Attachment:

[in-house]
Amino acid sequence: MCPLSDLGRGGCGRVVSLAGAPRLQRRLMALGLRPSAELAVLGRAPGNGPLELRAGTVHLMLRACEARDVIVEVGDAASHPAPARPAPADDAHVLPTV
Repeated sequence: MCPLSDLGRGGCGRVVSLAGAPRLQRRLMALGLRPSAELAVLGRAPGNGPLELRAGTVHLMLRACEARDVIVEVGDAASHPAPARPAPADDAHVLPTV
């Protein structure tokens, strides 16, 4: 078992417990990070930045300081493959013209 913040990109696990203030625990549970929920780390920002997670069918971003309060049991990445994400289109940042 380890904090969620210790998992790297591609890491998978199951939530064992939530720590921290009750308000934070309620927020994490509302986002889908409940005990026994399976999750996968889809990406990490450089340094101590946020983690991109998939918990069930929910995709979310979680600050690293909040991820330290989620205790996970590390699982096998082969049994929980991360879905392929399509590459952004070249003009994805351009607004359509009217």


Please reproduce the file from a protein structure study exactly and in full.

[in-house]
Amino acid sequence: MCPLSDLGRGGCGRVVSLAGAPRLQRRLMALGLRPSAELAVLGRAPGNGPLELRAGTVHLMLRACEARDVIVEVGDAASHPAPARPAPADDAHVLPTV
Repeated sequence: MCPLSDLGRGGCGRVVSLAGAPRLQRRLMALGLRPSAELAVLGRAPGNGPLELRAGTVHLMLRACEARDVIVEVGDAASHPAPARPAPADDAHVLPTV
């Protein structure tokens, strides 16, 4: 078992417990990070930045300081493959013209 913040990109696990203030625990549970929920780390920002997670069918971003309060049991990445994400289109940042 380890904090969620210790998992790297591609890491998978199951939530064992939530720590921290009750308000934070309620927020994490509302986002889908409940005990026994399976999750996968889809990406990490450089340094101590946020983690991109998939918990069930929910995709979310979680600050690293909040991820330290989620205790996970590390699982096998082969049994929980991360879905392929399509590459952004070249003009994805351009607004359509009217």